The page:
Environmental radio features produced by Khammouane Radio ‘on air’ in September 2017


ProCEEd is currently supporting radio journalists from Khammouane Provincial Radio in the production of environmental features. Eight 15-minute-long features will be ‘on air’ in September 2017. They will raise awareness of the local radio audience on the environmental topics of biodiversity conservation, wildlife conservation, forest protection, climate change, and co-management of protected areas

The production of the new features differs from what the radio journalist from Khammouane Radio are used to in the past. This time they went out extensively into the field to interview members of the public. 

The interviews took place in the Boualapha, Xebangfai, Mahaxai, Nakai, Thakek, and Hinboon Districts. Includingpeoples’s statements and opinions via original recordings is a standard part of quality radio features around the world and is called ‘Vox Pop’ or ‘Vox populi’. ‘Vox populi’ is a Latin language phrase that literally translated means "voice of the people".

Besides the voice of the people the features include environmental information provided by the Department of Environmental Quality Promotion at the Ministry of Natural Resources and Environment and other concerned government offices.

One feature focuses on a hunter and his family. The hunter describes the wildlife species that can be found around his village and explains the importance of the correct and legal hunting methods to ensure that the supply of wildlife remains sustainable. The feature also describes the threats to wildlife and about wildlife conservation activities in the region where the hunter lives.

The importance of intact forests for the livelihood of a village family is one topic of the interviews in another feature. The usage of forest products by the family is described and how the livelihood of the family is threatened by forest destruction. On a positive note the feature illustrates what the family is doing to protect the forest. Finally, the family sends a message of encouragement to the audience. They should support forest protection for the sake of all people.


A fisherman is interviewed in another feature. He explains the importance of fish for the livelihood of his family. He describes his fishing methods and is worried about the facts that the fish population and his catch are decreasing. However, the feature also reports on activities which ca be implemented to protect aquatic resources.

In Laos a large variety of medicinal plants are extensively used in traditional medicine. These plants are used by villagers and traditional doctors alike. Medicinal plants are an important part of the plant biodiversity in Laos.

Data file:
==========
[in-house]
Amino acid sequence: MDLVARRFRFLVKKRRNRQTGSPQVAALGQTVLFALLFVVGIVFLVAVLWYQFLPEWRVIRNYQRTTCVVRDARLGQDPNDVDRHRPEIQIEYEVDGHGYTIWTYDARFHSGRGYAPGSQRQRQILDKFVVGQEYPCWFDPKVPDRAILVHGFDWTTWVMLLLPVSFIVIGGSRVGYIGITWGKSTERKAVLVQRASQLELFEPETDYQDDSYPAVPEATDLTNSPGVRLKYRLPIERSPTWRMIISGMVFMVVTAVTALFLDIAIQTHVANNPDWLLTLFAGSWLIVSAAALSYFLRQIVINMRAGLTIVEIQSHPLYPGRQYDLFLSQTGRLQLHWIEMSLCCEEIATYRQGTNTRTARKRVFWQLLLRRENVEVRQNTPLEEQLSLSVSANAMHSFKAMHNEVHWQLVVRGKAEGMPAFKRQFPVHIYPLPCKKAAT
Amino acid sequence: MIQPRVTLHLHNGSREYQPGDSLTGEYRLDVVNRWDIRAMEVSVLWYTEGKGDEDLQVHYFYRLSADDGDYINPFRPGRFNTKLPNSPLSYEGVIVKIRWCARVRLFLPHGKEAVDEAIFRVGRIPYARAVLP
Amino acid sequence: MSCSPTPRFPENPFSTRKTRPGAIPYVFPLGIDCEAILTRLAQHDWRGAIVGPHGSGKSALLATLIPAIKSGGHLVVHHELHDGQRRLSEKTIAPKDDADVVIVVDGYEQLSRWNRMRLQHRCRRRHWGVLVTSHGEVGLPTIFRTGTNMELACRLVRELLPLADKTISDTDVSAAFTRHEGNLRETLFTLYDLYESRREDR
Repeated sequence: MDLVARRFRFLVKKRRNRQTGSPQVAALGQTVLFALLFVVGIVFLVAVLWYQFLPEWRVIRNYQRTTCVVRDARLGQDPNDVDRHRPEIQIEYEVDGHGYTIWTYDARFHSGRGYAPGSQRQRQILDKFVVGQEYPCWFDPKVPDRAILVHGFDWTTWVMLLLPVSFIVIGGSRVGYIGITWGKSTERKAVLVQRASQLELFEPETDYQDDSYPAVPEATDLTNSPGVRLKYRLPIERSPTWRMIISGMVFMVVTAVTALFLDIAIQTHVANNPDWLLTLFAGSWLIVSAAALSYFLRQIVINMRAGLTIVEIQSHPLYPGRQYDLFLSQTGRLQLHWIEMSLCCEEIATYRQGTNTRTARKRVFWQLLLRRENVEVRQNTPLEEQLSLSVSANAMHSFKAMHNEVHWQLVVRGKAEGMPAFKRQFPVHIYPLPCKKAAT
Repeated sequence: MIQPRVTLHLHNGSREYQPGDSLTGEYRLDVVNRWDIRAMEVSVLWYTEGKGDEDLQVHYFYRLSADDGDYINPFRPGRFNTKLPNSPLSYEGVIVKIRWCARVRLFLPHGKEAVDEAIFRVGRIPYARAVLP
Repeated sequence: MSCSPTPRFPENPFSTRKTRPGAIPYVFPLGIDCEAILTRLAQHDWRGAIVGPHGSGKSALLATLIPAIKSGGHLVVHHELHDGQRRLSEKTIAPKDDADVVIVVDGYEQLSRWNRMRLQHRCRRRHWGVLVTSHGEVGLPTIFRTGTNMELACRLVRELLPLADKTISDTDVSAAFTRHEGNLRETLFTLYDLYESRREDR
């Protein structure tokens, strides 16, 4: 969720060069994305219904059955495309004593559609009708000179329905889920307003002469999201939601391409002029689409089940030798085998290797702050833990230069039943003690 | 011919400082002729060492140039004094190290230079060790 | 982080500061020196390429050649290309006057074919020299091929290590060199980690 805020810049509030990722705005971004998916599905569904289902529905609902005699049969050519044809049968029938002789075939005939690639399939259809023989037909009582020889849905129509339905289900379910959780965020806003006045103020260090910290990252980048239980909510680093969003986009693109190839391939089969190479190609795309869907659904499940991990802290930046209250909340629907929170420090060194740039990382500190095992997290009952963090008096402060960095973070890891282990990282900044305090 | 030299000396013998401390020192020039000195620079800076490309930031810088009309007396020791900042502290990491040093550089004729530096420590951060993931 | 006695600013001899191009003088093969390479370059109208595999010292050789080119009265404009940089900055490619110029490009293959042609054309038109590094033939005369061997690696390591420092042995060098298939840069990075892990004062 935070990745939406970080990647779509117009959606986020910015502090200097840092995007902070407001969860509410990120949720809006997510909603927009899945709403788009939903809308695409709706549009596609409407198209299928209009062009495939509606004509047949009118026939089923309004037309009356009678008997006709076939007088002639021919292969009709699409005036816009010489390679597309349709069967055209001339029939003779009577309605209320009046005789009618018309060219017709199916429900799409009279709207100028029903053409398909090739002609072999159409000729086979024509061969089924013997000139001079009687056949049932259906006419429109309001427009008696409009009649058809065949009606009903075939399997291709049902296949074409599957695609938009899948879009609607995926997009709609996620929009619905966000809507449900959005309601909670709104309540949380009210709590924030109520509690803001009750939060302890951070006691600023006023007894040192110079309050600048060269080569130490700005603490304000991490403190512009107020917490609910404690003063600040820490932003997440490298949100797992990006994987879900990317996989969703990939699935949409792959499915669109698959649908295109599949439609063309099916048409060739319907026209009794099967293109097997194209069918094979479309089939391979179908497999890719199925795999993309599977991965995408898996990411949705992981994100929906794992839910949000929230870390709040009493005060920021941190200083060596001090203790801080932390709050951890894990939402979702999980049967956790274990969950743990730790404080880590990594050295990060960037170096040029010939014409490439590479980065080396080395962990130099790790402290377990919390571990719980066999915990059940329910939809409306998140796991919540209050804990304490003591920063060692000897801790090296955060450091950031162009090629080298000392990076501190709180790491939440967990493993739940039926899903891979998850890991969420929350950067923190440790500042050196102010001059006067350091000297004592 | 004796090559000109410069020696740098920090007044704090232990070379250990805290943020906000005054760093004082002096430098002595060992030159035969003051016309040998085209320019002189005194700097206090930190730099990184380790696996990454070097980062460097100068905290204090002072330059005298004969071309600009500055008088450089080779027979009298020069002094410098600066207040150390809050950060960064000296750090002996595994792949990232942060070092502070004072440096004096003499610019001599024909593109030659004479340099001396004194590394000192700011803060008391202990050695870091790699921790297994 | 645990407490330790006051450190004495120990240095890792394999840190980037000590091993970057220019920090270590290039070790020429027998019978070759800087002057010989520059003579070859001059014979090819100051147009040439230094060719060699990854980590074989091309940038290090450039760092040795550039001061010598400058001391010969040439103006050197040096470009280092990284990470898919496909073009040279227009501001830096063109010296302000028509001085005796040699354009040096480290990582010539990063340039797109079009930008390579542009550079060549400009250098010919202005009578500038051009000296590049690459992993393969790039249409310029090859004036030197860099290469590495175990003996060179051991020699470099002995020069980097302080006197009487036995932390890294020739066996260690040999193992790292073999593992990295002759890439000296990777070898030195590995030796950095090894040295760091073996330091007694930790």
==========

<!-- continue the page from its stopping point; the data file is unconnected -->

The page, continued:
One radio feature is dedicated to this topic. It raises awareness about the danger of losing medicinal plants and their healing power if the plant diversity is not carefully protected. The central character interviewed in this feature is a traditional doctor.

In the Hin Nam No National Protected Area in the Boualapha District a co-management approach for the management of the protected area is tested and implemented. In this approach villagers and government officials share tasks, responsibilities and benefits related to protected area management. One radio feature explains the theory behind this approach and gives examples of joint activities. A village ranger is interviewed and explains why he is part of a team that is patrolling the protected area. He also describes the challenges that his patrol team faces during patrolling.

We hope that these short teasers raised your awareness about the environmental radio features produced by Radio Khammouane. We encourage you to tune in and listen to all features in September 2017:


broadcast date

Sustainable hunting


Mekong fish reduction


Forests are the perfect home


Who owns nature?


Forests and the life cycle


Biodiversity means sustainable income


Plants save life


Climate change adaptation


For those who cannot receive Radio Khammouane the features will be made available as audio files on the ProCEEd website at http://www.laos-proceed.com/mass-media/environmental-radio/158.html.



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